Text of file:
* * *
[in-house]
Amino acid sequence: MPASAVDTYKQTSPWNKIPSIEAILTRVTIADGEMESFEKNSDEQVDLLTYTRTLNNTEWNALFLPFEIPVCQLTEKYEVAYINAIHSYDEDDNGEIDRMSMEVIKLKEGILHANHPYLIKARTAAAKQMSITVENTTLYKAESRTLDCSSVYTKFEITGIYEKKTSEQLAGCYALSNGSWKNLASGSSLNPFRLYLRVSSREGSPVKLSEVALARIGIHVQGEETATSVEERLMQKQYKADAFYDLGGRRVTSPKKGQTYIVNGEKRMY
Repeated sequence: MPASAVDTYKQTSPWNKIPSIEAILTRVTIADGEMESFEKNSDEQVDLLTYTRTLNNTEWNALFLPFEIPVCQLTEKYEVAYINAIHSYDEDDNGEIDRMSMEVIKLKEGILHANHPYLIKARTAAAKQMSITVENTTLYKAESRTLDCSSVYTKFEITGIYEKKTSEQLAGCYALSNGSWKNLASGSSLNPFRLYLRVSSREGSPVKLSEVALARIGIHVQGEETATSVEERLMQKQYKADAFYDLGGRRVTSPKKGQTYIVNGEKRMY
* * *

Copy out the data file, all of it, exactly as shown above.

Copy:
[in-house]
Amino acid sequence: MPASAVDTYKQTSPWNKIPSIEAILTRVTIADGEMESFEKNSDEQVDLLTYTRTLNNTEWNALFLPFEIPVCQLTEKYEVAYINAIHSYDEDDNGEIDRMSMEVIKLKEGILHANHPYLIKARTAAAKQMSITVENTTLYKAESRTLDCSSVYTKFEITGIYEKKTSEQLAGCYALSNGSWKNLASGSSLNPFRLYLRVSSREGSPVKLSEVALARIGIHVQGEETATSVEERLMQKQYKADAFYDLGGRRVTSPKKGQTYIVNGEKRMY
Repeated sequence: MPASAVDTYKQTSPWNKIPSIEAILTRVTIADGEMESFEKNSDEQVDLLTYTRTLNNTEWNALFLPFEIPVCQLTEKYEVAYINAIHSYDEDDNGEIDRMSMEVIKLKEGILHANHPYLIKARTAAAKQMSITVENTTLYKAESRTLDCSSVYTKFEITGIYEKKTSEQLAGCYALSNGSWKNLASGSSLNPFRLYLRVSSREGSPVKLSEVALARIGIHVQGEETATSVEERLMQKQYKADAFYDLGGRRVTSPKKGQTYIVNGEKRMY